su (Unix)

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Original author(s)
Developer(s)AT&T Bell Laboratories
Initial releaseNovember 3, 1971; 51 years ago (1971-11-03)
Operating systemUnix and Unix-like

The Unix command su, which stands for 'substitute user'[1][2] (or historically 'superuser'[3][4]), is used by a computer user to execute commands with the privileges of another user account. When executed it invokes a shell without changing the current working directory or the user environment.

When the command is used without specifying the new user id as a command line argument, it defaults to using the superuser account (user id 0) of the system.


The command su, including the Unix permissions system and the setuid system call, was part of Version 1 Unix. Encrypted passwords appeared in Version 3.[5] The command is available as a separate package for Microsoft Windows as part of the UnxUtils collection of native Win32 ports of common GNU Unix-like utilities.[6]

The su command was removed from GNU coreutils as of release 8.18 (2012-08-12)[7] and is currently included in the util-linux package.


When run from the command line, su asks for the target user's password, and if authenticated, grants the operator access to that account and the files and directories that account is permitted to access.

john@localhost:~$ su jane
jane@localhost:/home/john$ exit

When used with a hyphen (su -) it can be used to start a login shell. In this mode users can assume the user environment of the target user.

john@localhost:~$ su - jane

The command sudo is related, and executes a command as another user but observes a set of constraints about which users can execute which commands as which other users (generally in a configuration file named /etc/sudoers, best editable by the command visudo). Unlike su, sudo authenticates users against their own password rather than that of the target user (to allow the delegation of specific commands to specific users on specific hosts without sharing passwords among them and while mitigating the risk of any unattended terminals).

Some Unix-like systems implement the user group wheel, and only allow members to become root with su.[8] This may or may not mitigate these security concerns, since an intruder might first simply break into one of those accounts. GNU su, however, does not support the group wheel for philosophical reasons. Richard Stallman argues that because the group would prevent users from utilizing root passwords leaked to them, the group would allow existing admins to ride roughshod over ordinary users.[9]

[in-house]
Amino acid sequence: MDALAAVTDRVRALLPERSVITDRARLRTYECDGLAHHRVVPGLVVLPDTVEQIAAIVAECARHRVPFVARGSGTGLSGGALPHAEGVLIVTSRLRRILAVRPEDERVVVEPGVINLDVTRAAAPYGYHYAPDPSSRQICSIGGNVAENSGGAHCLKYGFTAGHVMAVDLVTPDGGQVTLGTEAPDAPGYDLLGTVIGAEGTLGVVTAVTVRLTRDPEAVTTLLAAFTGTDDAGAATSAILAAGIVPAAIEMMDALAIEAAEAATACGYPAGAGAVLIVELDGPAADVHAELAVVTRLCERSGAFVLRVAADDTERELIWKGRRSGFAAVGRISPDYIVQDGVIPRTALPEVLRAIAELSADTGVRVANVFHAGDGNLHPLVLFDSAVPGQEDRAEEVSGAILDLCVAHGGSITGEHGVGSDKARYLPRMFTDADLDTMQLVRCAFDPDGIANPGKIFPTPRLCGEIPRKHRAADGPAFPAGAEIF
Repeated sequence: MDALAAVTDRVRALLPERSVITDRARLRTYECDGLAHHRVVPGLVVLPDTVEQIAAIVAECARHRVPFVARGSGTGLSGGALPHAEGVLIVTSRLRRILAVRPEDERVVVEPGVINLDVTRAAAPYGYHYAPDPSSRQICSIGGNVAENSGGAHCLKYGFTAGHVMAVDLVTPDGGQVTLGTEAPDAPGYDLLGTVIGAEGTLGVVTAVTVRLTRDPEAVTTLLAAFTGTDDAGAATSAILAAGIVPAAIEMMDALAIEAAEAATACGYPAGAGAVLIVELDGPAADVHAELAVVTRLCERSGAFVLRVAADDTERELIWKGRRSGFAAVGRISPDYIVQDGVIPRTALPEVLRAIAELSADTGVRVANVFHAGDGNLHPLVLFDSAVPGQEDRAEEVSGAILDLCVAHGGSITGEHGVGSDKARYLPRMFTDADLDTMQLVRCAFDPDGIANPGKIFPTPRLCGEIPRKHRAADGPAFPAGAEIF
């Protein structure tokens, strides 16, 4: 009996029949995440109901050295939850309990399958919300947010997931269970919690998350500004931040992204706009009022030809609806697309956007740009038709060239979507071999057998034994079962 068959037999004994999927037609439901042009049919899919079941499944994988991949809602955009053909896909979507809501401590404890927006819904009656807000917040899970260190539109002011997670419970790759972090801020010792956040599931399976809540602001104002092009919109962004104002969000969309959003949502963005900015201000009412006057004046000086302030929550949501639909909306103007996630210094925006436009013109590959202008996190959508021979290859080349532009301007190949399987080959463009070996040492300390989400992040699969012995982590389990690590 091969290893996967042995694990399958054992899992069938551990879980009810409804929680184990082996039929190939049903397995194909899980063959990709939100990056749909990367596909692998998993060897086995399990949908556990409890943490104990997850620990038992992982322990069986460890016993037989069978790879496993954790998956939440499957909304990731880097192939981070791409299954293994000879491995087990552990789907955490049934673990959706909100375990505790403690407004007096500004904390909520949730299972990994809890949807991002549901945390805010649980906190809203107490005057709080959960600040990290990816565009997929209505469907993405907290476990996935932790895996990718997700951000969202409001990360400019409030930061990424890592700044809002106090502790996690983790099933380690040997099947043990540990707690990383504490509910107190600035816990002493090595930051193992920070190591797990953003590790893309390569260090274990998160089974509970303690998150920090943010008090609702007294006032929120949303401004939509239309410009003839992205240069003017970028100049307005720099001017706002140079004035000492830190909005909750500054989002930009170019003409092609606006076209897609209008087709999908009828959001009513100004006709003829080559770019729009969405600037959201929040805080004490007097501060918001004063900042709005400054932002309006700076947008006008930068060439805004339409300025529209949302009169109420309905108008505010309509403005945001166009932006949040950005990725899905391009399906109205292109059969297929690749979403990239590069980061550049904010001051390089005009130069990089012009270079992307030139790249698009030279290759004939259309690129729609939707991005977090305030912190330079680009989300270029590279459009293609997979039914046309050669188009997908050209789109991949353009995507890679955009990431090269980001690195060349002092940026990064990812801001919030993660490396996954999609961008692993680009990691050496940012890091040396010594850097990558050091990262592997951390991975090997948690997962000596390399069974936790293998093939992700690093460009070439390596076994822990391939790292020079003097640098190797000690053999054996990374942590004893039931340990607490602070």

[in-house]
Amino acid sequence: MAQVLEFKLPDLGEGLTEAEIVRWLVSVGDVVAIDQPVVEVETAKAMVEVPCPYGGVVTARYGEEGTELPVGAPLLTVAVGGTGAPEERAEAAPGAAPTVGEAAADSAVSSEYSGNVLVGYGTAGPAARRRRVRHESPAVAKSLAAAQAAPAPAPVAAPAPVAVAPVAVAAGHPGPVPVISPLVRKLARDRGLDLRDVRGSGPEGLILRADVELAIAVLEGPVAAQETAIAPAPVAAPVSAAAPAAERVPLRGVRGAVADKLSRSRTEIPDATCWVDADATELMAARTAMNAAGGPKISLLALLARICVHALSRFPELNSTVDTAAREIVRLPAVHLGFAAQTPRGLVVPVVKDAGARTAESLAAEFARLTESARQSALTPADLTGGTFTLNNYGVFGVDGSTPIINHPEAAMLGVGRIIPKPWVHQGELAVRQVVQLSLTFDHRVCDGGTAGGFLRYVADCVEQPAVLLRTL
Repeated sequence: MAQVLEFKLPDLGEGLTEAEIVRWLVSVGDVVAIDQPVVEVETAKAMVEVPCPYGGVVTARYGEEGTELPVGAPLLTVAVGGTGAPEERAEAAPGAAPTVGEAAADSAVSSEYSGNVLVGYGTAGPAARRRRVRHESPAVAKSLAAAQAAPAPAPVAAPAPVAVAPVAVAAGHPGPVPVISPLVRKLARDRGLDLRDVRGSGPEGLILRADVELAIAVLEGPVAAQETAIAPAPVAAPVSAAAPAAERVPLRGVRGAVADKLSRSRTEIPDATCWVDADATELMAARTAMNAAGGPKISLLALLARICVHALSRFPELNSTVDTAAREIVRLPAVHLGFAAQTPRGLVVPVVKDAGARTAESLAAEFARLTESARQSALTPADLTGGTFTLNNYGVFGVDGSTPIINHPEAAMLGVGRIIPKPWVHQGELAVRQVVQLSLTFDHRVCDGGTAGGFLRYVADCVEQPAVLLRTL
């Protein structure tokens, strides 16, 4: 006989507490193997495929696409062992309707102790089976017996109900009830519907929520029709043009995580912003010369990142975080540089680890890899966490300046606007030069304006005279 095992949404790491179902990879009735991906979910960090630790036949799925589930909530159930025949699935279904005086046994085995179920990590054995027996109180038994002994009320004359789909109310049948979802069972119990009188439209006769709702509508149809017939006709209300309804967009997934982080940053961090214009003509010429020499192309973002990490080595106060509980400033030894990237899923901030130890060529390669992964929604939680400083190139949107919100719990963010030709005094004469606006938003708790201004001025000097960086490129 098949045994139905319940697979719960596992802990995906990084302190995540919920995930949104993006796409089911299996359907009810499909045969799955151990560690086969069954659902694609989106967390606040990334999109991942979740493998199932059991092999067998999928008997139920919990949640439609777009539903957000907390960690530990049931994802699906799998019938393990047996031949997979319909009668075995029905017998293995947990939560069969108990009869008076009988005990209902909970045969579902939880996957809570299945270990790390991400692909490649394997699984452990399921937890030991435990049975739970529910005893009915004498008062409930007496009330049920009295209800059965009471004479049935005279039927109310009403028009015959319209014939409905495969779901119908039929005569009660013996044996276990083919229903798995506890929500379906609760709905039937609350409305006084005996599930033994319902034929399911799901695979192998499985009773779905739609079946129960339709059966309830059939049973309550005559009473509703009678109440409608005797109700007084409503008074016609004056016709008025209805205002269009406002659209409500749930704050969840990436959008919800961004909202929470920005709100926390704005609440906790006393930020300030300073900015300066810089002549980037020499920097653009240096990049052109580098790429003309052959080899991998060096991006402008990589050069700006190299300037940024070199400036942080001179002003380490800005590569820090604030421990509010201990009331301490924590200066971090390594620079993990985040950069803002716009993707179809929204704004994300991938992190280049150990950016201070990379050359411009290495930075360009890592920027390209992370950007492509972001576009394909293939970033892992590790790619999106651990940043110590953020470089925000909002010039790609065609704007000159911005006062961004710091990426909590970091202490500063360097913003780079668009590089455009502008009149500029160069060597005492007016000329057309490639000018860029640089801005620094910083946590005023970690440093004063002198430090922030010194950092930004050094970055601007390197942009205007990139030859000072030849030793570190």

See also[edit]

Further reading[edit]

  • "From Novice to Master, and Back Again". D-Mac's Stuff. 2013-01-14. Retrieved 2022-08-10.


  1. ^ "su(1) - Linux manual page". April 2, 2021. su - run a command with substitute user and group ID
  2. ^ "Unix Programmer's Manual, Seventh Edition, Volume 1" (PDF). January 1, 1979. p. 174. Archived (PDF) from the original on Jan 20, 2022. su - substitute user id temporarily
  3. ^ "Unix Programmer's Manual" (PDF). November 3, 1971. p. 17. Archived (PDF) from the original on March 17, 2022. su -- become privileged user... su allows one to become the super-user.
  4. ^ "Unix Programmer's Manual - Table of Contents" (PDF). November 3, 1971. Archived (PDF) from the original on March 17, 2022. su: become super-user
  5. ^ McIlroy, M. D. (1987). A Research Unix reader: offticles annotated excerpts from the Programmer's Manual, 1971–1986 (PDF) (Technical report). CSTR. Bell Labs. 139.
  6. ^ "Native Win32 ports of some GNU utilities".
  7. ^ "NEWS". GitHub. 17 September 2022.
  8. ^ Levi, Bozidar (2002). UNIX Administration: A Comprehensive Sourcebook for Effective Systems and Network Management. CRC Press. pp. 207. ISBN 0-8493-1351-1.
  9. ^ "Why GNU su does not support the 'wheel' group". Archived from the original on June 21, 2021. Retrieved May 30, 2022.

External links[edit]